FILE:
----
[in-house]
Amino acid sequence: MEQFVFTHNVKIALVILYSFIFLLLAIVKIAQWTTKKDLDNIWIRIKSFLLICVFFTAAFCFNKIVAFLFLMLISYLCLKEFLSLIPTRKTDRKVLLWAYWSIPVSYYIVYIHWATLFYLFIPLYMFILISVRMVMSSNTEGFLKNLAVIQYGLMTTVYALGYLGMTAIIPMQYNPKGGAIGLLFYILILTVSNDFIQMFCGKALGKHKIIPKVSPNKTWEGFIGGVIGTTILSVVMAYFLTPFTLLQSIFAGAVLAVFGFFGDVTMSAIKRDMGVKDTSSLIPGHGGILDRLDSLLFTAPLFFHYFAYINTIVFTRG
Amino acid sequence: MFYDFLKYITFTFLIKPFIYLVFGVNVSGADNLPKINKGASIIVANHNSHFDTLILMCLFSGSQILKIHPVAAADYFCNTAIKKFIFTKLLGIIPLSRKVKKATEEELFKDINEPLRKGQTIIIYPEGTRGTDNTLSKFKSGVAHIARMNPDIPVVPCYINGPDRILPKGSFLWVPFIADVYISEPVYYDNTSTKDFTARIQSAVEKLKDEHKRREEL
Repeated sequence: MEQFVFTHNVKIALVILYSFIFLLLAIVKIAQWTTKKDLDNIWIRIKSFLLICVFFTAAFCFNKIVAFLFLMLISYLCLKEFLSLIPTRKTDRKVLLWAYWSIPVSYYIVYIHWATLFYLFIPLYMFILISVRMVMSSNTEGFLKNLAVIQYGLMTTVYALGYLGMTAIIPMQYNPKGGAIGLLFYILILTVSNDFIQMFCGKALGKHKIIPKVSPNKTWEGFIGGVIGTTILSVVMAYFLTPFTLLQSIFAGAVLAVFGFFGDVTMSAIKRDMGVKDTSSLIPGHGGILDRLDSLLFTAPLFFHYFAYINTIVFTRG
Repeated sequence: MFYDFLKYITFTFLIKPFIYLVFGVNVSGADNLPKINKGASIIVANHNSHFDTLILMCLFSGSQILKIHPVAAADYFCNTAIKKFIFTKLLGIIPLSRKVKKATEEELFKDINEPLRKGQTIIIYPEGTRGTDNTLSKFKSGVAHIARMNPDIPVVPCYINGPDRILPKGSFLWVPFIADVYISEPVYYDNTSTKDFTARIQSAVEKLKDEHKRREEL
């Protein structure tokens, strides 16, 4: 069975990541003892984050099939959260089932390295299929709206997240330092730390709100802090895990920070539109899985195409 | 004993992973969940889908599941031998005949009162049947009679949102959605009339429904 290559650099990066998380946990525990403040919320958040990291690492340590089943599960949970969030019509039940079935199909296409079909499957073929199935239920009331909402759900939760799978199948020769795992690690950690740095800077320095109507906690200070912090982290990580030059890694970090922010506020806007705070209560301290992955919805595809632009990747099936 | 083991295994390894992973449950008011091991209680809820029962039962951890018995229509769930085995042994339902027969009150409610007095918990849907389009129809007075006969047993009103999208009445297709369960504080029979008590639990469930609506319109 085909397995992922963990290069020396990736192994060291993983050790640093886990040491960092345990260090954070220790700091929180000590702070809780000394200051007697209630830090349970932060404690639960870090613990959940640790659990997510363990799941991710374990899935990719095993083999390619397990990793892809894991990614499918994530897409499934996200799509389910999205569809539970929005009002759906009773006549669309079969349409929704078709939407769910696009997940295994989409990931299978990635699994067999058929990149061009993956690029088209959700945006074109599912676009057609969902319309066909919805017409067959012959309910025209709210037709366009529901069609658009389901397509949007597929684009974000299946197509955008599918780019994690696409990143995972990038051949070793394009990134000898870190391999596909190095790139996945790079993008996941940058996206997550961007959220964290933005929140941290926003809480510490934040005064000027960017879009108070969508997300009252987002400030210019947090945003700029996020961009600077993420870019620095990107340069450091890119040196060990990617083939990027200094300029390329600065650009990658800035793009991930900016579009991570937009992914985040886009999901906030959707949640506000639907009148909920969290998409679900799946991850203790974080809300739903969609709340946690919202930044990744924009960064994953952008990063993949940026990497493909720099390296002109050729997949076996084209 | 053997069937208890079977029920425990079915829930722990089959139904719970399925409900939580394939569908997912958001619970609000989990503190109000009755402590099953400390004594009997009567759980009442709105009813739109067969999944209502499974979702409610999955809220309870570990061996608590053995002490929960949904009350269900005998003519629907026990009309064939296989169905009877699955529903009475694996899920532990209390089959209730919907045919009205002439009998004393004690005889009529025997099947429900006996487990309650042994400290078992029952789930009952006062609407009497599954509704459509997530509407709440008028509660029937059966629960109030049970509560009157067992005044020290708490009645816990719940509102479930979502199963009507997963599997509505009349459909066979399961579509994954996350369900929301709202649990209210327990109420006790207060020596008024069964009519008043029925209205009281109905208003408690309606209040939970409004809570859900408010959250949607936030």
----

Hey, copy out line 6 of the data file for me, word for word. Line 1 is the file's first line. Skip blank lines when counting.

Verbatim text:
């Protein structure tokens, strides 16, 4: 069975990541003892984050099939959260089932390295299929709206997240330092730390709100802090895990920070539109899985195409 | 004993992973969940889908599941031998005949009162049947009679949102959605009339429904 290559650099990066998380946990525990403040919320958040990291690492340590089943599960949970969030019509039940079935199909296409079909499957073929199935239920009331909402759900939760799978199948020769795992690690950690740095800077320095109507906690200070912090982290990580030059890694970090922010506020806007705070209560301290992955919805595809632009990747099936 | 083991295994390894992973449950008011091991209680809820029962039962951890018995229509769930085995042994339902027969009150409610007095918990849907389009129809007075006969047993009103999208009445297709369960504080029979008590639990469930609506319109 085909397995992922963990290069020396990736192994060291993983050790640093886990040491960092345990260090954070220790700091929180000590702070809780000394200051007697209630830090349970932060404690639960870090613990959940640790659990997510363990799941991710374990899935990719095993083999390619397990990793892809894991990614499918994530897409499934996200799509389910999205569809539970929005009002759906009773006549669309079969349409929704078709939407769910696009997940295994989409990931299978990635699994067999058929990149061009993956690029088209959700945006074109599912676009057609969902319309066909919805017409067959012959309910025209709210037709366009529901069609658009389901397509949007597929684009974000299946197509955008599918780019994690696409990143995972990038051949070793394009990134000898870190391999596909190095790139996945790079993008996941940058996206997550961007959220964290933005929140941290926003809480510490934040005064000027960017879009108070969508997300009252987002400030210019947090945003700029996020961009600077993420870019620095990107340069450091890119040196060990990617083939990027200094300029390329600065650009990658800035793009991930900016579009991570937009992914985040886009999901906030959707949640506000639907009148909920969290998409679900799946991850203790974080809300739903969609709340946690919202930044990744924009960064994953952008990063993949940026990497493909720099390296002109050729997949076996084209 | 053997069937208890079977029920425990079915829930722990089959139904719970399925409900939580394939569908997912958001619970609000989990503190109000009755402590099953400390004594009997009567759980009442709105009813739109067969999944209502499974979702409610999955809220309870570990061996608590053995002490929960949904009350269900005998003519629907026990009309064939296989169905009877699955529903009475694996899920532990209390089959209730919907045919009205002439009998004393004690005889009529025997099947429900006996487990309650042994400290078992029952789930009952006062609407009497599954509704459509997530509407709440008028509660029937059966629960109030049970509560009157067992005044020290708490009645816990719940509102479930979502199963009507997963599997509505009349459909066979399961579509994954996350369900929301709202649990209210327990109420006790207060020596008024069964009519008043029925209205009281109905208003408690309606209040939970409004809570859900408010959250949607936030």